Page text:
New home, new start for homeless family




ORMOND BEACH -- Marie Sciacca-Max is a woman with a lot of patience and perseverance.

She is on a faith-based mission through her nonprofit, Watching Over You Inc., to help homeless families struggling to break a cycle of poverty. More than 11 years ago, she opened the Community Thrift Boutique in Ormond Beach and began setting aside the shop's receipts, waiting for the moment when Watching Over You could buy and refurbish its first house to shelter a homeless family.

Homeless woman holding two grandchildren receives keys to house
Debra Young, left, holds her two grandchildren as she receives keys to a home from Marie Sciacca-Max, center, Maureen Dalton and David Max, far right, of Watching Over You Inc. and Community Thrift Boutique. Photo from Halifax Urban Ministries.

"I wanted to do something for the community locally," says Sciacca-Max, who is a member of Riverview UMC, Ormond Beach.

"Community Thrift Boutique was the catalyst for Watching Over You. It just evolved. It's almost like I had a vision. I walk with God. I don't do anything without asking Him. "

A few days before Thanksgiving, the house became a home for Debra Young, 52, and her two grandchildren: Angel, 4, and Derek, 3. They had spent two months in a Daytona Beach shelter operated by the nonprofit Halifax Urban Ministries (HUM), a United Way agency and an outreach ministry of the Florida Conference.

Over the next six months, and possibly as long as a year, Young's family can live rent-free before the house gets passed on to the next homeless family in need. Groceries and a Christmas tree for the holidays were donated as well. Anything they need, Sciacca-Max says, they just have to call.

"I think it's awesome," Young says. "We're blessed to be the first family to move in."

Young says she struggled to provide for her grandchildren on wages from a part-time job. But she got behind on bills, especially her rent, and the family was evicted.

She was grateful for help from Halifax Urban Ministries but says the shelter could be chaotic

"There are a lot of people there," Young says. "But it was there when I needed it, so it was great."

The Young family is one of 335 to move out of the HUM shelter and into permanent housing since the nonprofit began operating the shelter seven years ago, says HUM spokesperson Mark Geallis. The families are tracked for at least six months, and more than 80 percent remain self-supporting through that period.

HUM plans to hire a housing specialist to help improve those success stories even more, Geallis says.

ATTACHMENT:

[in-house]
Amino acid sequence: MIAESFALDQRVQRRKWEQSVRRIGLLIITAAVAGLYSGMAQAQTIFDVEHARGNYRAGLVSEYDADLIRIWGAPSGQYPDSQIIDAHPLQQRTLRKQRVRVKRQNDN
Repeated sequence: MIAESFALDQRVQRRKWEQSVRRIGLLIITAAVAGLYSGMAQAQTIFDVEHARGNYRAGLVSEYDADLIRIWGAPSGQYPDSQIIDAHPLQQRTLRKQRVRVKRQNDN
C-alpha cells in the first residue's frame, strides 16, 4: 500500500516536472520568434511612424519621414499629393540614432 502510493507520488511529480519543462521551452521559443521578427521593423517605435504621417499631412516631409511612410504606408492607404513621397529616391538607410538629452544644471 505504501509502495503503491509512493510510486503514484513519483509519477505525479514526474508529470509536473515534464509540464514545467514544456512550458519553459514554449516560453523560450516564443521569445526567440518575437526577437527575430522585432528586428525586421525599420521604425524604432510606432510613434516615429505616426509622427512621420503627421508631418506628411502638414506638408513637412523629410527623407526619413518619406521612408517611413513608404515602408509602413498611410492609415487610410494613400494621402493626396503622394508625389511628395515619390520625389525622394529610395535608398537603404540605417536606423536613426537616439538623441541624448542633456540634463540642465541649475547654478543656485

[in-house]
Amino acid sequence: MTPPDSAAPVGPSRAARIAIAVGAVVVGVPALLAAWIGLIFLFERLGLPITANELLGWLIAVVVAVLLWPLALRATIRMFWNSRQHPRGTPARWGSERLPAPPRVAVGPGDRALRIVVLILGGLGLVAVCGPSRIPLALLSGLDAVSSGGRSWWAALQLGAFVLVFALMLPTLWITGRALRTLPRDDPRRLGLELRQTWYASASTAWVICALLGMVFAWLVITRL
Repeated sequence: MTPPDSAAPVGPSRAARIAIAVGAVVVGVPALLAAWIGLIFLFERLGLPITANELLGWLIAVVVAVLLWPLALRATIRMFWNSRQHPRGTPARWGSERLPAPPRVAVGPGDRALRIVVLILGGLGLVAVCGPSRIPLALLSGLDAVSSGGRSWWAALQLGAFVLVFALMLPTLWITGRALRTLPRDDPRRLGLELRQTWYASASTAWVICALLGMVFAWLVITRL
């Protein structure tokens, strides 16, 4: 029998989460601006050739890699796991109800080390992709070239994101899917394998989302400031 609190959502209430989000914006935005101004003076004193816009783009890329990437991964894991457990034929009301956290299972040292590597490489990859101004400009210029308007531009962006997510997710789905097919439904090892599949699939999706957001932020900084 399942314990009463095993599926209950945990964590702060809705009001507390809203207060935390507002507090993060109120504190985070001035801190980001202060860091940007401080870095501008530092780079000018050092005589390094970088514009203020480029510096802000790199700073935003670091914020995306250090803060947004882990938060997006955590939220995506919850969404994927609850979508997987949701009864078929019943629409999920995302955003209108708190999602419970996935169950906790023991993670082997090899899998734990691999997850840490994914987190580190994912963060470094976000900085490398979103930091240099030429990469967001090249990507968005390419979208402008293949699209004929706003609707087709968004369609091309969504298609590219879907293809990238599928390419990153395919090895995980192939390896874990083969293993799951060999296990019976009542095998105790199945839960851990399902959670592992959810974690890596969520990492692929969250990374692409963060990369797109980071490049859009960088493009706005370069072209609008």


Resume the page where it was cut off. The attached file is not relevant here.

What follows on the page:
The HUM shelter is open to homeless families and has a maximum capacity of 94 people. They can stay for up to six months provided they are looking for work, stay drug-free and do chores such as taking out the trash or sweeping the floor.

Families are assigned case managers. Though Young is no longer at the shelter, she is being followed by a case manager, says Rich Fitzmaurice, HUM shelter manager.

"There are a lot of homeless people out there," he says. The shelter fields between 20 and 55 calls a month from families seeking help.

Sciacca-Max reached out to the HUM shelter after contacting a local homeless coalition group.

"We're really excited about it," Fitzmaurice says. "I drove away (on move-in day) in tears."

Saving for the future is Young's goal. She now has a full-time job with a company that installs bathrooms for people with handicaps. The family rises before dawn to catch a 6:30 a.m. bus. Young drops Angel and Derek at day care and heads to work.

"It makes for a long day," she says. "But I've never had help like this before to get back on my feet. This will help me put money away for rainy days."

On the first day at the new home, Angel got a surprise - a four-poster bed in her own bedroom.

"She jumped on the bed and oh, my God. It was just wonderful," Sciacca-Max says. "It was just a very happy moment in her life, something she'll never forget."

Sciacca-Max hopes eventually that Watching Over You has five or more houses for homeless families. She is particular when it comes to closing a house deal, though. She wants a good neighborhood.

"I don't want a home in a blighted area," she says. "I want to show children there is a better life, to see there is a place that is better than (what) they are coming out of."

The first house is a three-bedroom bank foreclosure that cost about $42,000. Another $30,000 was spent on renovations, new furniture and new appliances. "The bones of the house were there," Sciacca-Max says. "But it looked like a war zone."

All of the money came from thrift shop sales and donations. The shop is operated by volunteers.

"We wanted no government funding," Sciacca-Max says. "Everything is generated from the community, from the store. Everyone who works here is faith-based. We have so many from the Christian community who come in here and they pray over us."

Sciacca-Max says she has her eye on a couple more houses that might work out. She is just waiting on the money to build up again.

And she'll go back to the HUM shelter to reach out to another homeless family.

-- Kathy Steele is a freelance writer based in Tampa. 




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